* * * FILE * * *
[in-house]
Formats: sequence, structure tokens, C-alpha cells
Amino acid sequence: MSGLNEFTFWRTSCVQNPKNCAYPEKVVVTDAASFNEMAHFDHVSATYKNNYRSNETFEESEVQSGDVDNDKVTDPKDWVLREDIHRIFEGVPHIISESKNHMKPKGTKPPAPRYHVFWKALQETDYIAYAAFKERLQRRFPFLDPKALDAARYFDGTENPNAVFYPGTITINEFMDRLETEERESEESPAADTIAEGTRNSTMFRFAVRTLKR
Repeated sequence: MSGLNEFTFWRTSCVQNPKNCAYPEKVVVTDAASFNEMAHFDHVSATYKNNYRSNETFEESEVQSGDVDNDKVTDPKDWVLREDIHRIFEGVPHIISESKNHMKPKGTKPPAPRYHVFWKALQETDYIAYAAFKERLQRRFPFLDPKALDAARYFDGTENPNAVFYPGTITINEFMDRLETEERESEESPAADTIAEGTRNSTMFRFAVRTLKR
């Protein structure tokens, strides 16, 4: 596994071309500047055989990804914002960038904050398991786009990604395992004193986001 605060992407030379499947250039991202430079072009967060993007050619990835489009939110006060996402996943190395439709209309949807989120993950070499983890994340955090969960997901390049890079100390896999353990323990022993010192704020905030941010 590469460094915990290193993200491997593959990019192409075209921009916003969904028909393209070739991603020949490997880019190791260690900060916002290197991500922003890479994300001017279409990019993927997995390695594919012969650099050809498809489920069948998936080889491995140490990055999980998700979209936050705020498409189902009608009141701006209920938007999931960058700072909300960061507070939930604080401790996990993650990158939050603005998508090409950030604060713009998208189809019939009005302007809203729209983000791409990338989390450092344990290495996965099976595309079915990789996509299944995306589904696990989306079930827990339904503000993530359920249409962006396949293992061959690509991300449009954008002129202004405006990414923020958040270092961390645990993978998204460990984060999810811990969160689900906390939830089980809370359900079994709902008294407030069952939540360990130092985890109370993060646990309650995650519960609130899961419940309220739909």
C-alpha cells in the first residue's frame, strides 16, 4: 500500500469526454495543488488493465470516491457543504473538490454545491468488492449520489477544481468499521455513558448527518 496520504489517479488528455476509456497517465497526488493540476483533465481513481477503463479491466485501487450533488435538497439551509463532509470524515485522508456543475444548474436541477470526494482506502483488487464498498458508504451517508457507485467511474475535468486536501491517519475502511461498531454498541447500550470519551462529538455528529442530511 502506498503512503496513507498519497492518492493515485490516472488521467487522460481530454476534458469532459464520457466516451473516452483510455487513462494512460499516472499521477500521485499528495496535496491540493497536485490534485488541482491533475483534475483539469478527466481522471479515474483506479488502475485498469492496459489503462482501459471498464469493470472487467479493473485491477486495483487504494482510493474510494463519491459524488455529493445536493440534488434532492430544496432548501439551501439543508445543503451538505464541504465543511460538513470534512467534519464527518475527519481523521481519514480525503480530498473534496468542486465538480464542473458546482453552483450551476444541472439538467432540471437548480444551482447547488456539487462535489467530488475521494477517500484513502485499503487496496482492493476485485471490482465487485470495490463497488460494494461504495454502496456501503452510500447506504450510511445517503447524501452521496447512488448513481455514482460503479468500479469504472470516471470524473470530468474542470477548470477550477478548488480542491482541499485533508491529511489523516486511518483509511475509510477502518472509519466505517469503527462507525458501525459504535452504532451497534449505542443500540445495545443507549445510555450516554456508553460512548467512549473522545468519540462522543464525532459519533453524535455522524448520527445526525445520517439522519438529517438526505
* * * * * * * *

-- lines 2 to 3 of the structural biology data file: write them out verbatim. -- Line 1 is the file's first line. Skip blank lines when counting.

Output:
Formats: sequence, structure tokens, C-alpha cells
Amino acid sequence: MSGLNEFTFWRTSCVQNPKNCAYPEKVVVTDAASFNEMAHFDHVSATYKNNYRSNETFEESEVQSGDVDNDKVTDPKDWVLREDIHRIFEGVPHIISESKNHMKPKGTKPPAPRYHVFWKALQETDYIAYAAFKERLQRRFPFLDPKALDAARYFDGTENPNAVFYPGTITINEFMDRLETEERESEESPAADTIAEGTRNSTMFRFAVRTLKR